Giving up and letting go can ONLY be transformative if it is not a private conversation between us and God. We are expected to back up our private shame with public action, and apologize to those whom we have wronged. But how many of us take the time to dig into excruciating vulnerability, and begin to repair the breaches with those whom we love? How many of us go the friends whose pain we have ignored, or the family with whom we have low level grudges that have lasted for years, or the neighbors who we have never bothered to get to know?

And our teshuva needs to go deeper even than that.

In the Torah, the Day of Atonement is not only for the sins of Jew against Jew, it is for the resident aliens as well.

What if teshuva meant not only showing vulnerability to those whom we love, but to open our interactions with acquaintances and even strangers to vulnerability as well? How much good we could do in the world, if only we could open ourselves to the possibility that we might be wrong?

Whenever I hear people speak of the “undeserving poor,” the people who need to work harder and pull themselves up by their bootstraps, I hear people who are terrified of admitting that they did not earn what they have entirely by hard work, but by luck and connections as well. Whenever I hear people defend bigoted statements by saying that they are not racist or sexist or homophobic, I hear their terror at admitting that they still have growing to do as a human being.

In a country where Congress passed 22 bills between January and August, a record low, where people shoot schools, bomb marathons, and kill teenagers for the crime of walking back from the convenience store, the need to be right triumphs over the need to do right, and the consequences are disastrous for those we need to care for most.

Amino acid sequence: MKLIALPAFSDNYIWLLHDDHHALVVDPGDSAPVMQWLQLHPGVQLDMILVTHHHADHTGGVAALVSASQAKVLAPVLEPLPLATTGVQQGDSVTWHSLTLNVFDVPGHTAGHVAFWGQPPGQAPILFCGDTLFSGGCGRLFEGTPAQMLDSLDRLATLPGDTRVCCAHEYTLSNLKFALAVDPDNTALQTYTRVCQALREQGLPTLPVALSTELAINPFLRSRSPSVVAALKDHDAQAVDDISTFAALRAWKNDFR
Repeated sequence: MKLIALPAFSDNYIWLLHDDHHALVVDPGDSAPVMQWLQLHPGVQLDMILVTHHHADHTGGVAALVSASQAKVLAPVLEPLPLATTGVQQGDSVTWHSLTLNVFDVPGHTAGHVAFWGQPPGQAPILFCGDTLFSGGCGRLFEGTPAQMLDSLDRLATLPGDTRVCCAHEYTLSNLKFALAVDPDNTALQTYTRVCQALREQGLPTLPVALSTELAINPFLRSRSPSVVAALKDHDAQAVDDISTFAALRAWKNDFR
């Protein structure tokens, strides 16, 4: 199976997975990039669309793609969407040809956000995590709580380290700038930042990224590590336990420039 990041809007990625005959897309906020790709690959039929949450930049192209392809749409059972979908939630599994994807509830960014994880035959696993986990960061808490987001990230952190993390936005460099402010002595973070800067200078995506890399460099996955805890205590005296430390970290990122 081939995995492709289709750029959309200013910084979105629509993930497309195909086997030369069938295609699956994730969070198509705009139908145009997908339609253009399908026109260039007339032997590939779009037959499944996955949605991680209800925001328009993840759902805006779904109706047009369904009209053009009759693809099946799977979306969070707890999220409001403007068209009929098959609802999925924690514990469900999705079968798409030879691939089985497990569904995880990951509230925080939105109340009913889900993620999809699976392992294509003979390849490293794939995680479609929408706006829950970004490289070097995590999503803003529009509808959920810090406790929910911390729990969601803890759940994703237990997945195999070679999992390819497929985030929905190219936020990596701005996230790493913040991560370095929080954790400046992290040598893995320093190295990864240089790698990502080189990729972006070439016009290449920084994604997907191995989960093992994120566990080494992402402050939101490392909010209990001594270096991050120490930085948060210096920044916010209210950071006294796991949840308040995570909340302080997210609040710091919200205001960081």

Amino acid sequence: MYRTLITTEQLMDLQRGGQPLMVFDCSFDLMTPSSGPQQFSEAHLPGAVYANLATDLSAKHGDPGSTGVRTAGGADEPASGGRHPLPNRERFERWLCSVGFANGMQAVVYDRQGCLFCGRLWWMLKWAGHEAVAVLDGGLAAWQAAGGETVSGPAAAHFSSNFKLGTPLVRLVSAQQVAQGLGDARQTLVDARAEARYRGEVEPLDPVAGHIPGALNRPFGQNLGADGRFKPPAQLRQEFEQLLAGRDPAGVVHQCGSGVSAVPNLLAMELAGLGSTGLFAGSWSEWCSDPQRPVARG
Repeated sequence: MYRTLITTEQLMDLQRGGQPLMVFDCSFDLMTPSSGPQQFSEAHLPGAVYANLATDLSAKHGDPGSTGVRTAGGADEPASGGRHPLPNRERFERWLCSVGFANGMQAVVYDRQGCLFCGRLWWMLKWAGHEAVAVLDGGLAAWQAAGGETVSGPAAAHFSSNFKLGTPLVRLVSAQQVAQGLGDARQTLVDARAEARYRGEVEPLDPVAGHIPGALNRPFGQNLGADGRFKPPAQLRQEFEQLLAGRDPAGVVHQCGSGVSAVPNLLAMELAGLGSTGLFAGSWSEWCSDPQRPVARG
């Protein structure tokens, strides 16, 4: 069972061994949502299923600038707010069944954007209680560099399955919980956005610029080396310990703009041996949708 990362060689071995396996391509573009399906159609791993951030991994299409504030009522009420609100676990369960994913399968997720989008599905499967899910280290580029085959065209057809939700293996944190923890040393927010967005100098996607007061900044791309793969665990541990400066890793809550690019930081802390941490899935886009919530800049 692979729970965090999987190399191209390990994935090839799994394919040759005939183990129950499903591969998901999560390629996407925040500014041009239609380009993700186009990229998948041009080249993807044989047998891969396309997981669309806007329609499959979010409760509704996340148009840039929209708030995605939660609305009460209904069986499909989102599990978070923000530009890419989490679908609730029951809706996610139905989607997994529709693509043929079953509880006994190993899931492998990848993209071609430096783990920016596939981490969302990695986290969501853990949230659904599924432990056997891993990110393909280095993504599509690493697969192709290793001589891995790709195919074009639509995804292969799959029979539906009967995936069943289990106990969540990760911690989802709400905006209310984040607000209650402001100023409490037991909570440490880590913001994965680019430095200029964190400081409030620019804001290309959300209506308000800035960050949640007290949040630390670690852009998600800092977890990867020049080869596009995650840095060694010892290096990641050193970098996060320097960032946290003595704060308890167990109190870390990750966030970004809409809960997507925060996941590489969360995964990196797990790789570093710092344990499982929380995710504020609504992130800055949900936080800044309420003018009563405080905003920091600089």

This is why personal confrontation and confession is so important. We stand before those whom we have wronged, and tell them that we are flawed and broken. And that mutual act of recognition, of two people looking back at one another and confessing their brokenness builds a stronger bond, a bond built on honesty.

And so, we start today. God is sharpening God’s quill, taking the scrolls down from off the shelf, and considering whether we will live or die.

And I exhort you all to live. Do not hold back for fear that your repentance will be unsuccessful, because the only way to have even hope of success is through that blinding fear and doubt.

Yes, choose life, that you may live. And choose love, that you may be loved. And choose the pain cracking open that shell because, in the words of Leonard Cohen, that’s how the light gets in.

I would like to leave you with an excerpt from a poem called “the Seam of Skin and Scales” from activist and clergywoman Elena Rose. In her poetic vision, it is the monsters, the flawed ones, who inherit the earth.

It is time to look the monstrous in the eye. It is time.

It is time to say that we are beautiful in our fierceness, and that we are our own. We are not the rejected of what we can never be. We are what we were meant to be. We are not pieces of wholes thrown together incorrectly. We are not mistakes.

We are not inferior knockoffs of someone else. If our monstrousness is frightening, then it is time we bare our teeth and draw that fear close to us and stop being so afraid of our fearsomeness that we fear everyone and everything else right back.

May we all live to see the day that we are free to accept our true selves, skin and scales and all.

Shanah Tovah.

AMEN

September 14, 2012

President Obama’s High Holiday Address

Filed under: Jewish Communitty — Tags: , , — marleyweiner @ 1:33 am


So I’m busy freaking out about classes, lesson planning, and the High Holidays. But I wanted to share with you this Rosh Hashanah greeting from President Obama. Shanah Tovah everyone!

May 2, 2012

Gather the Broken

Filed under: Spirituality — Tags: , , , , — marleyweiner @ 3:20 am

Gather the Broken

A lovely blog for each day of counting the Omer. By Amichai Lau Lavie, of StorahTelling fame.